Equation 2 is an example of a first-principles linear equation, which can be used to predict the retention time of a compound as a function of the percent organic solvent in the mobile phase. In this equation, k' is the retention time of the compound relative to the retention time of the void volume. S is a constant that depends upon the molecular weight of the compound, Φ is the percent of the organic solvent in the mobile phase, and kw is the value of k' when Φ is set to zero. The equation therefore predicts values of k' for different input values of Φ.

First-principles equations for reversed-phase LC have been developed from historical experiments. Their use involves running one or two injections at different levels of instrument parameters linked to the equation. The data from these injections is used to normalize the equation, that is, improve its predictive accuracy in terms of the current sample compounds. The equation is normalized to the data using linear regression analysis, which updates the values of the equation coefficients β1 and β0.

Figure 4 depicts a design space in two parameters: pH and gradient time, along with two run conditions that can be used to normalize a first-principles equation such as equation 2. As shown in Figure 4, an extremely limited amount of the design space is addressed by the two normalizing runs. The first-principles equation methodology therefore operates under the assumptions that the parameter effect is represented accurately by a straight line, and that the effect is the same across the entire design space. In other words, it assumes that the effect of changing the percentage of organic solvent on the retention time is the same at any level of pH within the specified range. Another way of stating the second assumption is that the approach assumes that pH and % organic do not interact — that is, that their effects are strictly additive.

Figure 4: Design space sampling - first principles equation normalization runs.

In fact, first-principles equations that include two instrument parameters, here designated X1 and X2, cannot model interaction effects between the parameters. This can be seen by examining the general forms of these equations, which are presented as equations 3 and 4. Equation 3 is a linear equation in two variables; this equation can represent only linear additive effects of the variables. Equation 4 is a pure quadratic equation in two variables. The squared terms [βii (Xi)2] in this equation can represent simple curved variable effects (curvilinear effects). Note that neither equation contains even a simple two-way interaction term of the general form βij (Xi*Xj).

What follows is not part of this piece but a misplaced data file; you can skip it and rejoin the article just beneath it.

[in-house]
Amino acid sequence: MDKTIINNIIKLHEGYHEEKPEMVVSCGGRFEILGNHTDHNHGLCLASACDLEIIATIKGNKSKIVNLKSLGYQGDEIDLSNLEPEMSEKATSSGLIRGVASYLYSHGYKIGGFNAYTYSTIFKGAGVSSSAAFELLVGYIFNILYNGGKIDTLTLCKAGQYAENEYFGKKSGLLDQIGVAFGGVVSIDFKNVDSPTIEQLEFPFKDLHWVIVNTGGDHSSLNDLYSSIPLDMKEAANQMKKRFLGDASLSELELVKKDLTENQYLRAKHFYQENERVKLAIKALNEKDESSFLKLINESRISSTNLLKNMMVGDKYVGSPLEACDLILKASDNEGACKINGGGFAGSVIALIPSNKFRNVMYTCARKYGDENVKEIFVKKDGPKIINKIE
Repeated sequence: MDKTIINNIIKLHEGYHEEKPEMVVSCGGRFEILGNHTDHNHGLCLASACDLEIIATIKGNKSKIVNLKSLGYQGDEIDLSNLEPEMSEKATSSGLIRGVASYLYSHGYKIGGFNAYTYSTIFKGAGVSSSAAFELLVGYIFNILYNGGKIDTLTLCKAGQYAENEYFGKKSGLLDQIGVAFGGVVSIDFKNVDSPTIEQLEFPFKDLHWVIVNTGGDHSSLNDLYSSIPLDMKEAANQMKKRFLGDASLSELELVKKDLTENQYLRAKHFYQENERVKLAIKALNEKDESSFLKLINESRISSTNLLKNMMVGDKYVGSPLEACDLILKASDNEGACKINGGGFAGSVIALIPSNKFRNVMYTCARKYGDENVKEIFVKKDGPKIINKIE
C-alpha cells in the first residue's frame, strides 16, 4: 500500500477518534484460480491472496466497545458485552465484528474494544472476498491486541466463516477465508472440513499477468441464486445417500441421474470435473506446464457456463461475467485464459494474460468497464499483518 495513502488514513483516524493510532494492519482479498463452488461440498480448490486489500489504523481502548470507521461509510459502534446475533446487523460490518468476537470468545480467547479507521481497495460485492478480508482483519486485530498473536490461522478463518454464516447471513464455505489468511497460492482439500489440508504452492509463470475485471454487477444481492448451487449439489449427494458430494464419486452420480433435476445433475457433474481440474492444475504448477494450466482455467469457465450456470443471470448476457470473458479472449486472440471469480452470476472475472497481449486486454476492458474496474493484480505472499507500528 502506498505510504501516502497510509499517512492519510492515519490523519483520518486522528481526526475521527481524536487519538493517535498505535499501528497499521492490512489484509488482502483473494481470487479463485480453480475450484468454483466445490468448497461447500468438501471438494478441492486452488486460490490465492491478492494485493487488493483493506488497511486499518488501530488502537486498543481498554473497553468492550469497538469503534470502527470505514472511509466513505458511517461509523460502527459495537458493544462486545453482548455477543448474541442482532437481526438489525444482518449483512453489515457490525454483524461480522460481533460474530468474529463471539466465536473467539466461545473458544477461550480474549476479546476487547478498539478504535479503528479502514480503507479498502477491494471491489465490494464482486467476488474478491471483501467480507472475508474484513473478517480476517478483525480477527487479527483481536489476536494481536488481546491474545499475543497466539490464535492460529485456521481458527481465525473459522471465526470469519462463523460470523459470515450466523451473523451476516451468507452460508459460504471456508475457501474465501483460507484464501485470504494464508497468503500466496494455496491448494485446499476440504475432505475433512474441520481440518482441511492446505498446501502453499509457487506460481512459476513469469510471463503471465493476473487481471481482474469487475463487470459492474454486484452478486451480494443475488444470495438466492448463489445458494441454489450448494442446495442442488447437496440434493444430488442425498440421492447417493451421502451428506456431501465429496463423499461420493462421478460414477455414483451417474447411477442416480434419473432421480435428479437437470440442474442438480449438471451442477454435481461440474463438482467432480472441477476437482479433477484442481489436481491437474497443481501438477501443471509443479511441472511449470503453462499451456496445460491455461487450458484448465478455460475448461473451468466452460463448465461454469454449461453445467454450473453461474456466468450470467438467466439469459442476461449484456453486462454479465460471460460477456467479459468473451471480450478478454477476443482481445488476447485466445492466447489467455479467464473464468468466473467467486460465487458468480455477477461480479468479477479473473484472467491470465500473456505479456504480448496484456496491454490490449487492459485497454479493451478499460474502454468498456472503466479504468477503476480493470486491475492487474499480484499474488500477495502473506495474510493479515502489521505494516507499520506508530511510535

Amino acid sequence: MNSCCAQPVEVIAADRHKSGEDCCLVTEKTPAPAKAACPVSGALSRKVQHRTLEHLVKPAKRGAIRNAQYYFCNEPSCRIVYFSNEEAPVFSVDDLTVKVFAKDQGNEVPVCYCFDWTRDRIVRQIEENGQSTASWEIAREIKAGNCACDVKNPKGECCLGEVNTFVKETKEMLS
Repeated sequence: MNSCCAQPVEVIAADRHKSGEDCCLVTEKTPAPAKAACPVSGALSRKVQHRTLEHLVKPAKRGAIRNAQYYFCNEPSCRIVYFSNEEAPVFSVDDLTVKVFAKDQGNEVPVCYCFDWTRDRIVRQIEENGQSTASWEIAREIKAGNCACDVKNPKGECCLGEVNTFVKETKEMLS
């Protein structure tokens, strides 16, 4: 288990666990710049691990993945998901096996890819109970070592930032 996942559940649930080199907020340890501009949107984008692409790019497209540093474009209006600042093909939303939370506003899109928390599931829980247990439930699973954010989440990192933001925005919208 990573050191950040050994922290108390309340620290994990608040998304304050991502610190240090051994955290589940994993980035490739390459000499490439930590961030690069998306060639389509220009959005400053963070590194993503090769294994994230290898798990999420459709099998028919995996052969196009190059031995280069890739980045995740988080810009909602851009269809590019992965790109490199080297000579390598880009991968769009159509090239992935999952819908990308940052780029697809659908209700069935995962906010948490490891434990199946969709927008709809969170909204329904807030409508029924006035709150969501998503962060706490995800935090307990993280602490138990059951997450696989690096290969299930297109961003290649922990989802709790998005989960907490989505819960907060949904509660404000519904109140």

However, interaction effects are common among LC instrument parameters, and these effects can cause major deviations from expected behavior within a design space. In fact, the importance of interactions is implicit in the FDA definition of design space ("the multidimensional combination and interaction of input variables"). The assumption of simple additivity in the first-principles equation methodology can therefore impart significant error to the method development work. What is needed is a methodology that enables visualization and quantitation of all variable effects, which might be present in the design space.

The Classical Design of Experiments Approach

Fortunately, QbD principles can be applied to the task of screening analytical columns to include factors such as pH, gradient slope, and organic solvent type, as these factors are recognized major effectors of column selectivity. In a QbD approach, a statistical experiment design plan (design of experiments, or DOE) (1) would be used to systematically vary multiple study factors in combination through a series of experiment trials that, taken together, can comprehensively explore a multifactor design space. A statistically designed experiment can provide a data set from which interaction effects of the instrument parameters can be identified and quantified along with their linear additive effects, curvilinear effects, and even nonlinear effects.